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What Is COPD: Learn About Diagnosis Treatments and More



Chronic Obstructive Pulmonary Disease, or COPD, is a chronic lung illness that causes blockage in airflow, leading to breathing difficulties. There are two types of COPD, i.e., emphysema and chronic bronchitis.

Emphysema is a lung disease that destroys the air sacs in the lungs, making it difficult to breathe. In the case of bronchitis, bronchial passages become inflamed and constricted, resulting in mucus accumulation.

What are COPD Stages?

Spirometry grading is one way to quantify COPD. The GOLD (Global Initiative On Obstructive Lung Disease) classification is used to assess the severity of COPD to aid in the diagnosis and treatment of COPD.

There are four COPD stages: 

Level 1: Mild 

Level 2: Moderate

Level 3: Severe 

Level 4: Very Severe

The GOLD classification considers both your present condition and any acute episodes you have faced in the past. With the help of this information, your doctor classifies the COPD type and suggests the required treatment.

Symptoms of COPD

During the initial stages of COPD, you may not show any symptoms. The severity of your symptoms is typically proportionate to the state of your condition. When the condition gets severe, watch out for these COPD symptoms:

  • Regularly coughing, which may also include an accumulation of mucus
  • Involuntary whistling sounds when you exhale, also known as "wheezing"
  • Getting breathless is very easy, more so when you workout
  • Your chest feels tight and heavy, and you experience discomfort when breathing

People with COPD are prone to repeat respiratory infections. Extreme instances of this disease are characterised by unusual weight loss, muscle weakness, especially in the lower muscles, and swelling of the legs, feet, and ankles.

What Causes Chronic Obstructive Pulmonary Disease (COPD)?

Most individuals with COPD are over the age of 40 and have a smoking history. The chance of developing this disease increases in proportion to your age and the number of cigarettes smoked.

  • Passive smoke, smoke from cigars and pipes, and cigarette smoke are all known to aggravate COPD symptoms. If you also have asthma, you greatly increase your chances of developing COPD.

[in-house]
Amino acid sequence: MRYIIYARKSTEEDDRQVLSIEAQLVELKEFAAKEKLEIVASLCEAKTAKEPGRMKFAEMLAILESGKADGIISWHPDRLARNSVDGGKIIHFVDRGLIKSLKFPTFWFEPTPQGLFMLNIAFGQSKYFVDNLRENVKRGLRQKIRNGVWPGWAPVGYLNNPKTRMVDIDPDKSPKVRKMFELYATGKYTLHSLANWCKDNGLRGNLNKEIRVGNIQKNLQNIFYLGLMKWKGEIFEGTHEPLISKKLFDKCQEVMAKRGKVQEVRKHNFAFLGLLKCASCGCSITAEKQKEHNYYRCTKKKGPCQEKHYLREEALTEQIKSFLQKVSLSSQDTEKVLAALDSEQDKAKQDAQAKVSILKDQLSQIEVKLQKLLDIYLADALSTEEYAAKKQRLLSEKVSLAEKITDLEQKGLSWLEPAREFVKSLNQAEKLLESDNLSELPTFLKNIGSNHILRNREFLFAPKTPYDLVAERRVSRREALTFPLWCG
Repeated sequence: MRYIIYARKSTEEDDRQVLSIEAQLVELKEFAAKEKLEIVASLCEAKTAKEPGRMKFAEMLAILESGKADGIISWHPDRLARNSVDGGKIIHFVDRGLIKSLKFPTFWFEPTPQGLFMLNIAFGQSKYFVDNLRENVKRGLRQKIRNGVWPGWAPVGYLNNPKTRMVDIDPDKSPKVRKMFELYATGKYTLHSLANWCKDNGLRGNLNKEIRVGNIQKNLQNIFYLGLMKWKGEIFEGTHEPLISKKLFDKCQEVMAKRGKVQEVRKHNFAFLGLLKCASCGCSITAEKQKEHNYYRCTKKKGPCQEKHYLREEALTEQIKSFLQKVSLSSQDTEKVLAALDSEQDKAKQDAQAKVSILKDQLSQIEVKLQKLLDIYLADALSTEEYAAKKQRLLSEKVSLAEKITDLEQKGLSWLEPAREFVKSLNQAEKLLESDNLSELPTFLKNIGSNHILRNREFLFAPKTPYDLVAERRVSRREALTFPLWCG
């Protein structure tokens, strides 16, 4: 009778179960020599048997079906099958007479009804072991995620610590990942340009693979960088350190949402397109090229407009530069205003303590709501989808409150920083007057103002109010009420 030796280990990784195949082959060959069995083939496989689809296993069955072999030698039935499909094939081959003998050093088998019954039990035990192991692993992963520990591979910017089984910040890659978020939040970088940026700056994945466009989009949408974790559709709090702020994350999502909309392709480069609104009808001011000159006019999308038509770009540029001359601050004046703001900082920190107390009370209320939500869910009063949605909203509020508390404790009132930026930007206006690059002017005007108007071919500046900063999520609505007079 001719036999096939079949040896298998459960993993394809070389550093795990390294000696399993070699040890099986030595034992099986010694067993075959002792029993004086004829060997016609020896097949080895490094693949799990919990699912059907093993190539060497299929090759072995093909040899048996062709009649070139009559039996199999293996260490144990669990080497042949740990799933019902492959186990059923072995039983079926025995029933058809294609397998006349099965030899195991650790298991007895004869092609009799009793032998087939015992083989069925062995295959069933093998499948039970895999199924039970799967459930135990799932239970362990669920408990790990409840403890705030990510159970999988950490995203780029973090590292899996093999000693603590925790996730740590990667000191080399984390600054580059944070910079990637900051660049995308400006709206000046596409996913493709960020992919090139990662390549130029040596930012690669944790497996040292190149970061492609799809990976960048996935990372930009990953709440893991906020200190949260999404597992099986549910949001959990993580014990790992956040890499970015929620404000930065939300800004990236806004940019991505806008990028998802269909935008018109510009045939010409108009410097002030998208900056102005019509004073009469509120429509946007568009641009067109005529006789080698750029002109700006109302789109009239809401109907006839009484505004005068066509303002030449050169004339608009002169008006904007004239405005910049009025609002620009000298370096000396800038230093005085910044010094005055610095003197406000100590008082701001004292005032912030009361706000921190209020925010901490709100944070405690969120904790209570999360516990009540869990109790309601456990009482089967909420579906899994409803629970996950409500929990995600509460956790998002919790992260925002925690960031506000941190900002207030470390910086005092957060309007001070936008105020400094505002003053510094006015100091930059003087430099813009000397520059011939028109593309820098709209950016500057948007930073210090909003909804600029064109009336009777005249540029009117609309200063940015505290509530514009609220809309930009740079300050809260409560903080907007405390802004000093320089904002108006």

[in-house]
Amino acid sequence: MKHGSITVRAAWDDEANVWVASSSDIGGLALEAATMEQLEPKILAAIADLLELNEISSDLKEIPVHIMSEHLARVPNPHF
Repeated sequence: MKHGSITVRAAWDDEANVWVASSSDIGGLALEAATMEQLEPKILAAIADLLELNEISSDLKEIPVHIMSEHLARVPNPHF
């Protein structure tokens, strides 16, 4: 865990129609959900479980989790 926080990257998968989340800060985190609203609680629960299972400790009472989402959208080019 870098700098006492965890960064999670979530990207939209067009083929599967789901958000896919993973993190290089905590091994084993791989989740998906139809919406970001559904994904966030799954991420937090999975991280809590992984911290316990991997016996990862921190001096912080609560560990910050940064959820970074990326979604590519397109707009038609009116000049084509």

• Chemical and fume exposure in the workplace is also a risk factor for its development. COPD can also be brought on by chronic exposure to air pollution and the inhalation of dust.
  • Poor ventilation in dwellings not only lets in harmful cigarette smoke but also smoke from cooking and heating, more so in the third world.
  • Having a family history of COPD might be a risk factor. A lack of the protein alpha-1-antitrypsin has been linked to COPD in up to 5% of cases. Lung disease and perhaps liver damage are the results of this deficit.

What Tests Are Required for COPD Diagnosis?

During the preliminary COPD stages, diagnosis is impossible. Only when the case is severe do the symptoms start to show. This is why many people with COPD won't find out they have it until it's advanced.

Your doctor will make a diagnosis based on your symptoms, medical history, and whether or not you've been exposed to lung irritants like cigarette smoke. There may be a battery of tests your doctor wants to do before making a diagnosis.

Following are some of the diagnostic procedures:

  • Various lung function tests determine how much oxygen your lungs can supply to your blood and how much air you can inhale and exhale.
  • Conducting a chest X-ray, which could easily detect emphysema. An X-ray can also be used to rule out heart failure or other lung diseases.
  • Although laboratory tests are not used to diagnose COPD, they can help pinpoint the source of your symptoms and rule out other illnesses.
  • Some cases of COPD have been linked to alpha-1-antitrypsin deficiency, a genetic illness that may be diagnosed with a blood test. If your family has a history of the disease, your doctor may recommend this test.
  • Examination of the gases in the arterial blood to determine your ability to take in oxygen and exhale carbon dioxide.
  • A CT scan of the lungs can reveal emphysema and indicate whether or not a surgical treatment for COPD is warranted. Screening for lung cancer with CT scans is also possible.

How Do You Treat COPD?

The condition can be managed by treating its symptoms, consequences, and overall progression with the help of a pulmonologist—a doctor who specialises in this field.

Oxygen Therapy

Supplemental oxygen can be administered via a mask to help patients breathe easily in case their blood oxygen level falls too low. Having a portable unit can facilitate mobility.


When previous therapies for COPD or other forms of severe emphysema have failed, surgery may be considered. Following are some of the surgical procedures:

Bullectomy: Large, abnormal air pockets (bullae) in the lungs are surgically removed with this operation.

Lung Volume Reduction: Removing scarred tissue from the upper lobes of the lungs is possible with this surgery.

Lung Transplant: COPD can be efficiently cured by a lung transplant, but the procedure is not without significant dangers.

Endobronchial Valves (EBV): These are one-way valves that redirect inspired air to healthy lungs and away from non-functioning, damaged lungs, making them a minimally invasive option for increasing airflow efficiency in people with severe emphysema.

Avoid the potential health risks that come with COPD and get a head start with a full heart profile today. Book Pulmonary Test online with Metropolis India.

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